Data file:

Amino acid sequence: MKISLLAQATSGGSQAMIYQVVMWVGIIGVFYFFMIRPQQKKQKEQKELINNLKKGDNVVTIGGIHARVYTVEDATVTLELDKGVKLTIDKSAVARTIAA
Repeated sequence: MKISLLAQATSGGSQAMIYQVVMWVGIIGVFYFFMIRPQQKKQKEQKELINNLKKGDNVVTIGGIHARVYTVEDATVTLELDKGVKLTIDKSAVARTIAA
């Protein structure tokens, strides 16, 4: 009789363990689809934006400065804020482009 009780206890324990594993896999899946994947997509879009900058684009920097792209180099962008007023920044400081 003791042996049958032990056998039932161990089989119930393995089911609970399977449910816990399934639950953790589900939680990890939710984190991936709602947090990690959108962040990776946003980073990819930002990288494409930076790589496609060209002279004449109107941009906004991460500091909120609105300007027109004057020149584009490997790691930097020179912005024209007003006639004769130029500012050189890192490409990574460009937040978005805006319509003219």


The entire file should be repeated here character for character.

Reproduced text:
Amino acid sequence: MKISLLAQATSGGSQAMIYQVVMWVGIIGVFYFFMIRPQQKKQKEQKELINNLKKGDNVVTIGGIHARVYTVEDATVTLELDKGVKLTIDKSAVARTIAA
Repeated sequence: MKISLLAQATSGGSQAMIYQVVMWVGIIGVFYFFMIRPQQKKQKEQKELINNLKKGDNVVTIGGIHARVYTVEDATVTLELDKGVKLTIDKSAVARTIAA
């Protein structure tokens, strides 16, 4: 009789363990689809934006400065804020482009 009780206890324990594993896999899946994947997509879009900058684009920097792209180099962008007023920044400081 003791042996049958032990056998039932161990089989119930393995089911609970399977449910816990399934639950953790589900939680990890939710984190991936709602947090990690959108962040990776946003980073990819930002990288494409930076790589496609060209002279004449109107941009906004991460500091909120609105300007027109004057020149584009490997790691930097020179912005024209007003006639004769130029500012050189890192490409990574460009937040978005805006319509003219």